In September of 2005—relying upon the AALS Directory of Law Teachers-- I sent letters to approximately 426 American law professors listed as having taught the subject of legal history. I asked each professor, rather naïvely, but straightforwardly: “Given your background as a teacher and scholar of legal history .... What do you think are the most creative moments in Anglo-American law?” I also alerted each recipient of my epistle that I was contemplating writing an article (and eventually a book) on the topic and would, if I used their response, give academic credit for the thoughts.If this study proves anything, it is that legal historians as a group are very helpful people. Blomquist continues:
Much to my surprise, I received numerous assorted responses to my query of the most creative moments in Anglo-American legal history—some by letter, some by e-mail and some by handwritten note.The author goes on to detail these responses from various legal history luminaries, carefully citing to the letters and e-mails you wrote in.
Blomquist describes his project in this abstract:
In most cultural contexts creativity is viewed as an unalloyed virtue. Law is different: given the inherently conservative and slow-moving pace of legal evolution, innovation in the law is viewed by many observers as problematic. Yet American revolutionaries, constitutionalists, legislators, chief executives, judges, administrators, scholars and activists have creatively changed the law for over two centuries in mostly positive ways with some admittedly questionable innovations. This article makes a bold new proposal -- the articulation and ranking of America's most creative legal moments -- designed to energize and clarify our synoptic thinking about the nature of legal creativity.I won't spoil the surprise by posting Blomquist's ranking, but first on the list is the Constitution of the United States and the ratification debates. Marbury v. Madison weighs in at #6. Richard Posner, Economic Analysis of Law (1973), at 54, and Hart & Sacks, The Legal Process (1958), at 55, outrank the creation of the United Nations, which comes in at 59. Earth Day is on the list. You can find the rest here.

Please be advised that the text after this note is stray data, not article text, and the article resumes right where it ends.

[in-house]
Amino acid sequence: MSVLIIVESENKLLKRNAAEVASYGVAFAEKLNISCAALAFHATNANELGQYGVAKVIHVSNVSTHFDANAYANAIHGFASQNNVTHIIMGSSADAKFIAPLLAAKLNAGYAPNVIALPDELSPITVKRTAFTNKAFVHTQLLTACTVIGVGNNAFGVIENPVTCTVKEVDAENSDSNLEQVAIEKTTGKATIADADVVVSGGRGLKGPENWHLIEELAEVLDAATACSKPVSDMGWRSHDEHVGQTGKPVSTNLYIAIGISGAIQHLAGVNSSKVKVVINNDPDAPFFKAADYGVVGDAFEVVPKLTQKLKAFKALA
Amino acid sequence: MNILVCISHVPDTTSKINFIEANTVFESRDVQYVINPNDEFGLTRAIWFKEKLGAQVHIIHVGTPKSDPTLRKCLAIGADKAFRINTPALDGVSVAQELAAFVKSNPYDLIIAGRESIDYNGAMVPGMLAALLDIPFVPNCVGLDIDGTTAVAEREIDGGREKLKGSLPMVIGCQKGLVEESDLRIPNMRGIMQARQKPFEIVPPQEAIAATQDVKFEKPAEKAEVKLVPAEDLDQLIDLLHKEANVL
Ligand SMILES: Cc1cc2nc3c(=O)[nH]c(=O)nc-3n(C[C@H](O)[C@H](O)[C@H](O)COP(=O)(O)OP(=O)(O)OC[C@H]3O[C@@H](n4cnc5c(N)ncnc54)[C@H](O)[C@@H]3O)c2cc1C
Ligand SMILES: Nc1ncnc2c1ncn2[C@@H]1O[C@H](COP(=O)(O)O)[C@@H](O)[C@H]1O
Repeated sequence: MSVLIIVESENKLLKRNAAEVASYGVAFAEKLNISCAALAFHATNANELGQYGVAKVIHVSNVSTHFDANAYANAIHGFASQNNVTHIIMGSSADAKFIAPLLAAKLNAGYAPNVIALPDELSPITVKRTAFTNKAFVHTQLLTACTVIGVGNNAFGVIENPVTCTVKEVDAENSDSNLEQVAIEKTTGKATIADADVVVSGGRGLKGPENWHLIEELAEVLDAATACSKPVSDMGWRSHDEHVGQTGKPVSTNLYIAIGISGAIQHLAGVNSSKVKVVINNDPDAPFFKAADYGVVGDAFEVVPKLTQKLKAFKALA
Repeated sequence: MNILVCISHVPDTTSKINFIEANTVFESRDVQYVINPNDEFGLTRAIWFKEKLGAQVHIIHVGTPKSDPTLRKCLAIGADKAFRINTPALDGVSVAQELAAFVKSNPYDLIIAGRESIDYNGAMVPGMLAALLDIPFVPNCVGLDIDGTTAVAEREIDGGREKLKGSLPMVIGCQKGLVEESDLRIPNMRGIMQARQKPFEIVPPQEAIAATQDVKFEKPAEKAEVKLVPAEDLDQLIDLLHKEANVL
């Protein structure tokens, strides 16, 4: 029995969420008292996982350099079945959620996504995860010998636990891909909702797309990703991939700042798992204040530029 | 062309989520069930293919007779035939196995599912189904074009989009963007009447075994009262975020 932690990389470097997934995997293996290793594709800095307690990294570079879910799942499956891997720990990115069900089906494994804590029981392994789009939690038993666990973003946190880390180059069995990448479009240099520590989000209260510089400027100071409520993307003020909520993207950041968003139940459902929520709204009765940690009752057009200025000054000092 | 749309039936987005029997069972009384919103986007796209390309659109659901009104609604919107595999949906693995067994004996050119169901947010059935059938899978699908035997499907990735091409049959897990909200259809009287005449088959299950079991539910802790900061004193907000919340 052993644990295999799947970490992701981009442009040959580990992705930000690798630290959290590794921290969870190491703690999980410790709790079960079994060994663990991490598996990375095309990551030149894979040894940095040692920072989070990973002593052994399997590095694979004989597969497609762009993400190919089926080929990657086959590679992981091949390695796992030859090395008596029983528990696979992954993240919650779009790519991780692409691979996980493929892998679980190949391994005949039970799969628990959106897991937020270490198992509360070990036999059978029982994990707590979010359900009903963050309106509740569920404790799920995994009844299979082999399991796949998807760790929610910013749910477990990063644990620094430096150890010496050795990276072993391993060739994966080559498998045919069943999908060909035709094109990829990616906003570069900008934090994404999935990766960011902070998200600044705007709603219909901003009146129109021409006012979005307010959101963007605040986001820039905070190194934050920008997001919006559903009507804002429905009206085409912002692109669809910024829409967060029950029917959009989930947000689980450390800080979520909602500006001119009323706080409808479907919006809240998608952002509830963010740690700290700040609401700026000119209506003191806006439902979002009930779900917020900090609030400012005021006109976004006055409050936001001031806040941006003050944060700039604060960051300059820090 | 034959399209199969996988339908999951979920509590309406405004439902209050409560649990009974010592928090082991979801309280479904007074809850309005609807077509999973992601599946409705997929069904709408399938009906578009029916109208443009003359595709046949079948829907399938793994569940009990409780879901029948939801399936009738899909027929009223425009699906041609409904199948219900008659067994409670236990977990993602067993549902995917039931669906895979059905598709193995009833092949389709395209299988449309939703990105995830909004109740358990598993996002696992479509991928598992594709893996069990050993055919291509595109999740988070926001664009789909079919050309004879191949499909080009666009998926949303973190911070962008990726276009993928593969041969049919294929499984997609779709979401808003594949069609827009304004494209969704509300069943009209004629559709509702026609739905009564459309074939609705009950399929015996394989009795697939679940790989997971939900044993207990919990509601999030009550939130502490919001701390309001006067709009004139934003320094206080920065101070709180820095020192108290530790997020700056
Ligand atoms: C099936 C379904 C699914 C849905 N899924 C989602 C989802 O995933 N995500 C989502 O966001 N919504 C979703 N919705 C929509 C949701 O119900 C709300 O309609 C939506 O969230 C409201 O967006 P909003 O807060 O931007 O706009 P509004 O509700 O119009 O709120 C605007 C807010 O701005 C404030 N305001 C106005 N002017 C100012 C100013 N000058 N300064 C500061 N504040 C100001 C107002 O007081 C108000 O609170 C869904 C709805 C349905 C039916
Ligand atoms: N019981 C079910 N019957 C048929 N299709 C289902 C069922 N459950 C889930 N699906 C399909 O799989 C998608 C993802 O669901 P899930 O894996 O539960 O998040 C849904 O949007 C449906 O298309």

Starting with the opinions of numerous eminent legal historians on the most creative moments in Anglo-American law, we will explore the meaning of creative moments in law, and advance to analytically compare legal creativity with other kinds of creativity (corporate, artistic, military and rhetorical). Then we will heuristically entertain a ranking of the top hundred moments in American law and a justification for the ranking.